The March of Scandal from Pericles to PetraeusNews Abroad
Barry Strauss is professor of history and classics at Cornell. His latest book is "Masters of Command: Alexander, Hannibal, Caesar and the Genius of Leadership" (2012).
Credit: Wiki Commons/HNN staff.
General David Petraeus ended his term as the director of the CIA after it turned out that the world’s leading spymaster had cast discretion to the wind to have an extramarital affair. Nor was the other woman shy and retiring about sharing alleged state secrets (although it appears that no security was in fact breached). For what it’s worth, history offers Petraeus this consolation: he’s in good company.
There's nothing new about a powerful man being brought down by sex. It's as old as Adam and Eve, Samson and Delilah, or Helen and Paris. Just imagine what email between Caesar and Cleopatra would have looked like! What's new is that there are no secrets anymore. There’s no hope of confidentiality because everything is traceable. The stone trail became a paper trail and now a cyber trail -- and that’s impossible to lose.
Pericles of Athens (ca. 495-429 B.C.) was the leading politician of Greece’s Golden Age in the fifth century B.C. With his mistress, Aspasia, he made one of history’s first power couples. Aspasia was a brilliant and beautiful foreigner who attracted both intellectuals and criticism. She was -- or at least she was accused of being -- a courtesan.
When Athens clashed with Sparta in the conflict that became the long and bitter Peloponnesian War, the comic poets turned their fire on Aspasia. The cause of war, they said, wasn’t Athens’ rivalry with Sparta or Sparta’s alliance with Athens’ neighboring state, Megara. It was Aspasia and her business. The real quarrel was over some prostitutes.
Or so the comic poets claimed. They were the Drudge Report and Huffington Post of their day. Their charge was, in fact, absurd. Thankfully, there was no email to go viral. But Pericles was forced from office when things went badly in the war’s first year. One wonders how many of his disaffected supporters blamed Aspasia.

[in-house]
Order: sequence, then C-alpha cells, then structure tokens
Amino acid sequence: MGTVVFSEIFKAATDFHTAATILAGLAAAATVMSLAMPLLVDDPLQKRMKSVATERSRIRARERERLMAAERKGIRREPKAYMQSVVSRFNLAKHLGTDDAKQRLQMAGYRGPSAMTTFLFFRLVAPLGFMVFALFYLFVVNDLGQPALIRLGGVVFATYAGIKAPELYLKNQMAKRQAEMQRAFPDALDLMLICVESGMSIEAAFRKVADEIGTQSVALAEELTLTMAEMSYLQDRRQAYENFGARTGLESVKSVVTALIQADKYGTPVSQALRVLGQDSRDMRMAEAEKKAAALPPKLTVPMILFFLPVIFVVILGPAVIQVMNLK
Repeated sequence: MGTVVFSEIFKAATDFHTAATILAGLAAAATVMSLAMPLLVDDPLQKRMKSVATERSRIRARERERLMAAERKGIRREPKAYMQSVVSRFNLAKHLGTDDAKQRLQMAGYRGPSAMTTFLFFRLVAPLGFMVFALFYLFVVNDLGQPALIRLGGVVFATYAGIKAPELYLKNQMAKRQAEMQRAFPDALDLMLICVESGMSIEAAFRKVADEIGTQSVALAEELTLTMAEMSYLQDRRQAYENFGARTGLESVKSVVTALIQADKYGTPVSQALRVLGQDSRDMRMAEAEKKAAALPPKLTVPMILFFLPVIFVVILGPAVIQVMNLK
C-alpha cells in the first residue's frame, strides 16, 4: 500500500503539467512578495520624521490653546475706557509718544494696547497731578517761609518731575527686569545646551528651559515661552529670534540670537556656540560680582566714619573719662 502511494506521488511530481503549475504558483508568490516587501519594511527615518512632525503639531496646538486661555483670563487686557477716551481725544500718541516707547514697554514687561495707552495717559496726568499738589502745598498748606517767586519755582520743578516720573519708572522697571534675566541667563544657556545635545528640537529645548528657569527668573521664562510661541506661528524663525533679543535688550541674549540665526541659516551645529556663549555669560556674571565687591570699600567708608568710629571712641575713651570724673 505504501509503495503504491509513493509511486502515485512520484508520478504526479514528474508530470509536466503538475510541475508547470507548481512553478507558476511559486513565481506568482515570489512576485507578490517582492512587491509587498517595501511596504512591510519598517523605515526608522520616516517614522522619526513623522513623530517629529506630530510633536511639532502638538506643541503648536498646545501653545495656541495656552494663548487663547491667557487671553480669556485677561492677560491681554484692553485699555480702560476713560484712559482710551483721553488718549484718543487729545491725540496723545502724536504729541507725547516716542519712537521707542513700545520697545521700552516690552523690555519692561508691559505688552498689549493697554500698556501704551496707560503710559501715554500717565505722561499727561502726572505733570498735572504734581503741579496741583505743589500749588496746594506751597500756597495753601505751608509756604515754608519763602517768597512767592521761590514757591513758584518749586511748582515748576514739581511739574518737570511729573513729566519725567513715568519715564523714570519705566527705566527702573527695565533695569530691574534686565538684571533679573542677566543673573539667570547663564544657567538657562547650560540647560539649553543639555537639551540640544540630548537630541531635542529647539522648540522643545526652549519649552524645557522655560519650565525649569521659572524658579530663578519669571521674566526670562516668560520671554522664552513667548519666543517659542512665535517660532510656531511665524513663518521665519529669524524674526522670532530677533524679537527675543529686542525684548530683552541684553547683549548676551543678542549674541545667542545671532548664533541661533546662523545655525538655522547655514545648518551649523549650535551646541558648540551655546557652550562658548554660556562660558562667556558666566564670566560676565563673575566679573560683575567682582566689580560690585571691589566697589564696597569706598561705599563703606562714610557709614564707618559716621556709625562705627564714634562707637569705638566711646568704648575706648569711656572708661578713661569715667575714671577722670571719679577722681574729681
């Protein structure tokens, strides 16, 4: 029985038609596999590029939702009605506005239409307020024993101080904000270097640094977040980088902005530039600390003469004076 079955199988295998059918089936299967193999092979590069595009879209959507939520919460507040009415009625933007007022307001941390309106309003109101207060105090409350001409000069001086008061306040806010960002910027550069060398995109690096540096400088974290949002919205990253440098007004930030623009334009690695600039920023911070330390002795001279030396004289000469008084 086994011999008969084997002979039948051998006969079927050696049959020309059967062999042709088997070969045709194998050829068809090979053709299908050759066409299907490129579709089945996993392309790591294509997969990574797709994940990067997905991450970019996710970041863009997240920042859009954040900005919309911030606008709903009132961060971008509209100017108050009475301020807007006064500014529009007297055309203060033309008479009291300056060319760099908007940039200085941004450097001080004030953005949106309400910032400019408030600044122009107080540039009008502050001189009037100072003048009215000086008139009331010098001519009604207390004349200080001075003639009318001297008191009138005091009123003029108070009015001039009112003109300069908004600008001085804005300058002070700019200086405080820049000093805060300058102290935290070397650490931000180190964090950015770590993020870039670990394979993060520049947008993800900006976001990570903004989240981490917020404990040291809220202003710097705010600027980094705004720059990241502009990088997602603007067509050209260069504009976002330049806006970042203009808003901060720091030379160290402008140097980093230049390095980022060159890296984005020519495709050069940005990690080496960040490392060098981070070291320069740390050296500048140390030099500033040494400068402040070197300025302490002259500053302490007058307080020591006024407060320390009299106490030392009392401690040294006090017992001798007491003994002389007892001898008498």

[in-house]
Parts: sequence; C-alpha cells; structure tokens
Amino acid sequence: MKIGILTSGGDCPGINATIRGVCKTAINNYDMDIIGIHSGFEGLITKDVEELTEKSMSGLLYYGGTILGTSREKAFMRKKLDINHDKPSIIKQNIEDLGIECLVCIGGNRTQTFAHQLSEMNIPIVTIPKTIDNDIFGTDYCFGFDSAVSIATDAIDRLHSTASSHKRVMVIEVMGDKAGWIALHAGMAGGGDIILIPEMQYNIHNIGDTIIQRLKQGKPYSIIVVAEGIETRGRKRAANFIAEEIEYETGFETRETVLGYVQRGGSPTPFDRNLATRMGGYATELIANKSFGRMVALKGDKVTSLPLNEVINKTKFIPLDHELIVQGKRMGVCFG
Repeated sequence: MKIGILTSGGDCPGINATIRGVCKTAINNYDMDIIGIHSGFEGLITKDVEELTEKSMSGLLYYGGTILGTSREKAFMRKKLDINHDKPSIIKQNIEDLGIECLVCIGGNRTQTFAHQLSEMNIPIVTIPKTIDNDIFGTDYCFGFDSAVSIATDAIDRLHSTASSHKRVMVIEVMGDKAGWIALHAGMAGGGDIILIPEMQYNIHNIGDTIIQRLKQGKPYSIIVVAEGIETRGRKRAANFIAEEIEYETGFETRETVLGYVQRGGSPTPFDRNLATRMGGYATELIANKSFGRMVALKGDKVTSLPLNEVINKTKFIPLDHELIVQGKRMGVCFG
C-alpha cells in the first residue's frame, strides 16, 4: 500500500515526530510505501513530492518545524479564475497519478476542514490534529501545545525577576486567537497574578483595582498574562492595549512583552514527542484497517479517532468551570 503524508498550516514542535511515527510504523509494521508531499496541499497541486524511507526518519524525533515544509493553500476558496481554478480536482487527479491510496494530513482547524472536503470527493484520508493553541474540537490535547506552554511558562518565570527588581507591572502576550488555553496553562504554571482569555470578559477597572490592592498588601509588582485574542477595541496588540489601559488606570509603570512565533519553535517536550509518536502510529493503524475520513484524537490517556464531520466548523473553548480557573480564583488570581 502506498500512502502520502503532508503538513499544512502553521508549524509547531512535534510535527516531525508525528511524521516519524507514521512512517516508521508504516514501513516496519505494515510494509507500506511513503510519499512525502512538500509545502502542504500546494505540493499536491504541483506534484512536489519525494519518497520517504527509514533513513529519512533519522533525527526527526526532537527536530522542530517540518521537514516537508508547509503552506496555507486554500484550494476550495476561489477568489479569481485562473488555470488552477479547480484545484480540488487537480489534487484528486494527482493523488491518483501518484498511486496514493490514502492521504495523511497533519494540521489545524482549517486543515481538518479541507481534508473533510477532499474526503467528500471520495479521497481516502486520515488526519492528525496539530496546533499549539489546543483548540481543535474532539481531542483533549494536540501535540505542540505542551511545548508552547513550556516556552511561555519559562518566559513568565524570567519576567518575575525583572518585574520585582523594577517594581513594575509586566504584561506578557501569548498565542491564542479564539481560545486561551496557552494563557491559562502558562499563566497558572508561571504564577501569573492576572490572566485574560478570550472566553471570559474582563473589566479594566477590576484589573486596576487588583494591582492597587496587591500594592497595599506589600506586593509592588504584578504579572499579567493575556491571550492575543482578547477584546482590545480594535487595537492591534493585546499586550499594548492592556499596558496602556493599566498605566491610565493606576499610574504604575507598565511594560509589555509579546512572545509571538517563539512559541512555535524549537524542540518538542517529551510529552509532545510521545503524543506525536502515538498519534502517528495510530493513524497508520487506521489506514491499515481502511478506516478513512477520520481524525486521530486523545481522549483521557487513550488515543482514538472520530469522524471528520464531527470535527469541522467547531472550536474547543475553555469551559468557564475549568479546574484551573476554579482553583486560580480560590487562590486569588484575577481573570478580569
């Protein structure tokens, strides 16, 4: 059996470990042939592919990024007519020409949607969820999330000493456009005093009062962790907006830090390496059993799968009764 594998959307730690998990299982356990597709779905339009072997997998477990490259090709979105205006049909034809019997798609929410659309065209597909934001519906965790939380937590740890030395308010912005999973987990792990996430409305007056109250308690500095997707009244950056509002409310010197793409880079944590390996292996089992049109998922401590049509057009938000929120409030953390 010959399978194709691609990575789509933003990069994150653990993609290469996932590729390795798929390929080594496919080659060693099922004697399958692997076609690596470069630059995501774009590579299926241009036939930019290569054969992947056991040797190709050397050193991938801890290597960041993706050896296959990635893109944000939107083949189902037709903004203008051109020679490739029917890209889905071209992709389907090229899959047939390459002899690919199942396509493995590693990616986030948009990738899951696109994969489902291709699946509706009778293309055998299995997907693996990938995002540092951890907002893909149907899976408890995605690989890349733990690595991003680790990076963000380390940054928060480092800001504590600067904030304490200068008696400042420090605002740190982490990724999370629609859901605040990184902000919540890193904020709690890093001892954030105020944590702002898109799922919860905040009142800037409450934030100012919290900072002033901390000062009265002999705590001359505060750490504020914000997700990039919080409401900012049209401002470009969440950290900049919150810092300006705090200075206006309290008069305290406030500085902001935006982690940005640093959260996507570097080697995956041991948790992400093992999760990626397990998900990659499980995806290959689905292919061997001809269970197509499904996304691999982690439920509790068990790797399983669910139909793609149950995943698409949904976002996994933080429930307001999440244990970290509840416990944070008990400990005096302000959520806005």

Or take Julius Caesar (100-44 B.C.). While Brutus and Cassius were sharpening their daggers for the Ides of March, Caesar divided his time between his home downtown in Rome and his villa on an estate a mile downstream and across the Tiber River. Home meant his wife Calpurnia but gossip might have focused on the villa and its long-term guests, Cleopatra and her infant son. She was the queen of Egypt and twenty-five. She had named her son Caesarion -- “Little Caesar,” after her lover and his alleged father, Caesar. He was fifty-five, but who’s counting?
Cicero sneered, and so, no doubt, did many others. As far as we know, however, no Roman security officials read the lovers’ correspondence.
Cleopatra had a thing for men in uniform, especially when they were Roman and the most powerful man in the world. After Caesar’s death, she transferred her attentions to his former lieutenant, Mark Antony. Antony and Cleopatra ended up at war with Caesar’s adopted son, Octavian. He successfully branded Antony as a foreigner’s love slave, which generated devastating propaganda that Antony could never overcome. Antony and Cleopatra lost the war and committed suicide, while Octavian was on his way to becoming the emperor Augustus.
Augustus’s wife, Livia, was a power in her own right. She wielded influence and, some say, poison, in order to see to it that her son by her first marriage -- Tiberius -- ended up as Augustus’s successor. (She and Augustus had no birth children together.) Livia got her wish.
It was Livia’s grandson and Rome’s fourth emperor, Claudius (10 B.C. to 54 A.D.) who made the worst choices of the heart. His wife when he became emperor, Messalina, took up with a Roman noble who coveted the throne. Like General Petraeus, Messalina didn’t worry about government investigators. She threw caution to the winds and married her lover, but, as one of the wedding guests said, a storm was brewing. Claudius’s men found out the truth and the emperor had them both put to death.
Claudius then married his niece, Agrippina the Younger. After he adopted her son, Nero, Agrippina promptly began maneuvering to have him succeed to the throne in place of Britannicus, who was Claudius’s son by Messalina. Eventually, the ruthless Agrippina instigated Claudius’s murder by poison. Nero became emperor and Britannicus was murdered.
In retrospect, Claudius might have wished that Agrippina had been as indiscreet as Petraeus. If Gmail had been around and if she had used it, Claudius would have lived longer -- and the world would have been spared Nero’s term as emperor.
The list goes on and on, right up to the Kennedys, President Clinton, and now, General Petraeus. It’s true that the general is in good company, but that’s likely to be cold comfort now that he, like Pericles and Caesar before him, has learned that the love of a good woman is best enjoyed one woman at a time.
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